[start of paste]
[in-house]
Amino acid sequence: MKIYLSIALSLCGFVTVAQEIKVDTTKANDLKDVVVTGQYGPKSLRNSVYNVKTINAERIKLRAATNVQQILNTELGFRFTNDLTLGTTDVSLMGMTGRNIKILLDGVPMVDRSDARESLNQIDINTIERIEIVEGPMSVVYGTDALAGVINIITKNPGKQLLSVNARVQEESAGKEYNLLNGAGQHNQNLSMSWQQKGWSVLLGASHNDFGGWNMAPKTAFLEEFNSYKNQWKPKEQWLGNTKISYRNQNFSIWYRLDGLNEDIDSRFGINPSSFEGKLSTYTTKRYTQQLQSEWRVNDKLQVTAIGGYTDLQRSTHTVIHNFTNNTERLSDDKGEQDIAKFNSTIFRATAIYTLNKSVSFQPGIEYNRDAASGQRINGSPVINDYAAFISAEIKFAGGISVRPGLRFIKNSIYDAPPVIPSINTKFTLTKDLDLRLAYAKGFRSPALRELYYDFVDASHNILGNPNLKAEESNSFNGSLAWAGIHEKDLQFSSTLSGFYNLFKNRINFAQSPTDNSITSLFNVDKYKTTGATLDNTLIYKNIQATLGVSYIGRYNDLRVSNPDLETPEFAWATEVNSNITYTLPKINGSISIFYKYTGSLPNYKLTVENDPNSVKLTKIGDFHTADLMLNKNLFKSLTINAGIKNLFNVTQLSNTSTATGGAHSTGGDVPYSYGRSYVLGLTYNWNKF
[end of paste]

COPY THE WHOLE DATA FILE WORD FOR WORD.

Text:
[in-house]
Amino acid sequence: MKIYLSIALSLCGFVTVAQEIKVDTTKANDLKDVVVTGQYGPKSLRNSVYNVKTINAERIKLRAATNVQQILNTELGFRFTNDLTLGTTDVSLMGMTGRNIKILLDGVPMVDRSDARESLNQIDINTIERIEIVEGPMSVVYGTDALAGVINIITKNPGKQLLSVNARVQEESAGKEYNLLNGAGQHNQNLSMSWQQKGWSVLLGASHNDFGGWNMAPKTAFLEEFNSYKNQWKPKEQWLGNTKISYRNQNFSIWYRLDGLNEDIDSRFGINPSSFEGKLSTYTTKRYTQQLQSEWRVNDKLQVTAIGGYTDLQRSTHTVIHNFTNNTERLSDDKGEQDIAKFNSTIFRATAIYTLNKSVSFQPGIEYNRDAASGQRINGSPVINDYAAFISAEIKFAGGISVRPGLRFIKNSIYDAPPVIPSINTKFTLTKDLDLRLAYAKGFRSPALRELYYDFVDASHNILGNPNLKAEESNSFNGSLAWAGIHEKDLQFSSTLSGFYNLFKNRINFAQSPTDNSITSLFNVDKYKTTGATLDNTLIYKNIQATLGVSYIGRYNDLRVSNPDLETPEFAWATEVNSNITYTLPKINGSISIFYKYTGSLPNYKLTVENDPNSVKLTKIGDFHTADLMLNKNLFKSLTINAGIKNLFNVTQLSNTSTATGGAHSTGGDVPYSYGRSYVLGLTYNWNKF